The 24 square km national park lies east of Navsari district in South Gujarat. It forms a continuous tract with both the forests of Valsad district to the south and the forests of Dangs to the east. The park is managed by the South Dangs Forest Division. It used to belong to the King of Vansda until he gave it to the state. It was declared as a protected area in April 1979.
The terrain here is flat in parts and undulating in others, and it is drained by the river Ambika into the sea near Navsari. The area that surrounds the park marks the northern and western limits of the Western Ghats, also known as the Sahyadris.
The area receives 2,000 mm of average rainfall a year, which keeps the forest lush. Parts of it are so dense that they are dark even during the day. The thick canopy is most easily recognisable by its tall teak and bamboo, with some trees reaching a height of 120 ft. Just southeast of the centre of the park there are also the Bharadi grasslands. Vansda Park cradles 450 species of plants, and including the bamboo and teak; 443 species of these are flowering plants, such as adad, dudhkod, khakhro, timru, haldu, chopadi, bondaro, shimlo, and ambla. The north-eastern side of the park where the Ambika winds its way through is home to many varieties of orchids.
Vansda lost the tiger, wild dog, otter, sambar, and sloth bear, but is still home to a diversity of mammals, including the leopard, hyena, chital, chausinga, jungle cat, common palm civet, small Indian civet, mongoose, macaque, rhesus macaque, barking deer, wild boar, hanuman langur, Indian porcupine, flying squirrel, Indian flying fox, pangolin, rusty-spotted cats, as well as the endangered great Indian squirrel.
There is also an abundance of pythons and 30 other species of snakes, including venomous ones like Russel's viper, cobras, and kraits. Along with a variety of insects, centipedes, millipedes, and snails, there are 121 species of spiders, including the largest in Gujarat, the giant wood spider. There are about 11 types of frogs and toads to keep the snakes well-fed.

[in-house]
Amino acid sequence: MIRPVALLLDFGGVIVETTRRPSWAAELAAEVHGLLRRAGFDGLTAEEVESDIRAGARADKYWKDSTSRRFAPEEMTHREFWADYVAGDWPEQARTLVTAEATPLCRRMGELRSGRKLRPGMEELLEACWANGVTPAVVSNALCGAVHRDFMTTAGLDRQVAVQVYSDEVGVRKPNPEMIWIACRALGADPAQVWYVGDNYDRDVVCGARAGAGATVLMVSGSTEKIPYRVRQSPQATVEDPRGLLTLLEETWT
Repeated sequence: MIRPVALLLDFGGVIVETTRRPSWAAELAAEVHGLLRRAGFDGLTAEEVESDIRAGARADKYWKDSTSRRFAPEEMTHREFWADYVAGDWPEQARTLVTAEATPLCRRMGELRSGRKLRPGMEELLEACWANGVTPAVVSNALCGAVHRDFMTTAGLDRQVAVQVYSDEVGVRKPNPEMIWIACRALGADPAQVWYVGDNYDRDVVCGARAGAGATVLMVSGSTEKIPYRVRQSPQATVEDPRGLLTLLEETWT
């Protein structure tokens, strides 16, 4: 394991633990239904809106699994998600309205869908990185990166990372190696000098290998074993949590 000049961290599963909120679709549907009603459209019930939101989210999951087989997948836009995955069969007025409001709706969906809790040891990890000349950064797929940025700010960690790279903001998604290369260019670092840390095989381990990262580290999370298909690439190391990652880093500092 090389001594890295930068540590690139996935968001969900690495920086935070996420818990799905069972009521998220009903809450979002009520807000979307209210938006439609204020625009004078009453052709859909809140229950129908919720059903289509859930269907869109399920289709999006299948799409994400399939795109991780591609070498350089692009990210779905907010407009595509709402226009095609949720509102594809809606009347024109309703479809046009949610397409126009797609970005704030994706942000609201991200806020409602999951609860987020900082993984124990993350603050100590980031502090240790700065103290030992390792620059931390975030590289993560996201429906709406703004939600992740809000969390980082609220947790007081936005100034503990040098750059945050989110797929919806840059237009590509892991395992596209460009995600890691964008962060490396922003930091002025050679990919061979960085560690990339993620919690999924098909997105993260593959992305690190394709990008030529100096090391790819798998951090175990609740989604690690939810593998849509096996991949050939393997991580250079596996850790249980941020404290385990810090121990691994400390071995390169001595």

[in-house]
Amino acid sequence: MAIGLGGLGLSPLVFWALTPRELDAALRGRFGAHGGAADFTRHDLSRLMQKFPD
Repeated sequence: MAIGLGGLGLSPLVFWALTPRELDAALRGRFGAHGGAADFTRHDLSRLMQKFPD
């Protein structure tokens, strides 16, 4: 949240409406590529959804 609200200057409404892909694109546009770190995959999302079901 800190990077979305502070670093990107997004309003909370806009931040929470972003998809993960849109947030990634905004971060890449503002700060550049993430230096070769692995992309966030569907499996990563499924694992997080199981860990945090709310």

The main draw of Vansda is for bird-watchers. There are 115 species of birds, including the racket-tailed drongo, paradise flycatcher, pompadour pigeon, grey hornbill, jungle babbler, yellow back sunbird, leaf birds, thrushes, peafowl, as well as the globally threatened forest spotted owlet, and birds found only in the Western Ghats, like the Indian great black woodpecker, Malabar trogon, shama, emerald dove.
There are various Adivasi settlements in Vansda from the Dangi tribes, which are made up of the Bhils, Kunbi, Warli, Chowdry, Gamit, Bhoi, and Kukna.
The best time to visit is from the post-monsoon season to winter, when the forest is lush and the streams are full. Ahwa is 28 km away, Saputara is 60 km away. Waghai, the nearest town, is 4 km away.
By Road: The park lies close to National Highway 8 and is bisected by the Waghai-Vansda State Highway. The nearest town is Waghai, 4 km away. It is 28 km from Ahwa, 40 km from Billimora, and 60 km from Saputara. The area is easiest explored with a private vehicle, but public transport is available, though less convenient. There are buses from Surat, Billimora, and Valsad to Vansda village, and from there you can hire a jeep to the park.
By Rail: The nearest railway station is Waghai.
By Air: The nearest airport is in Surat, 120 km away.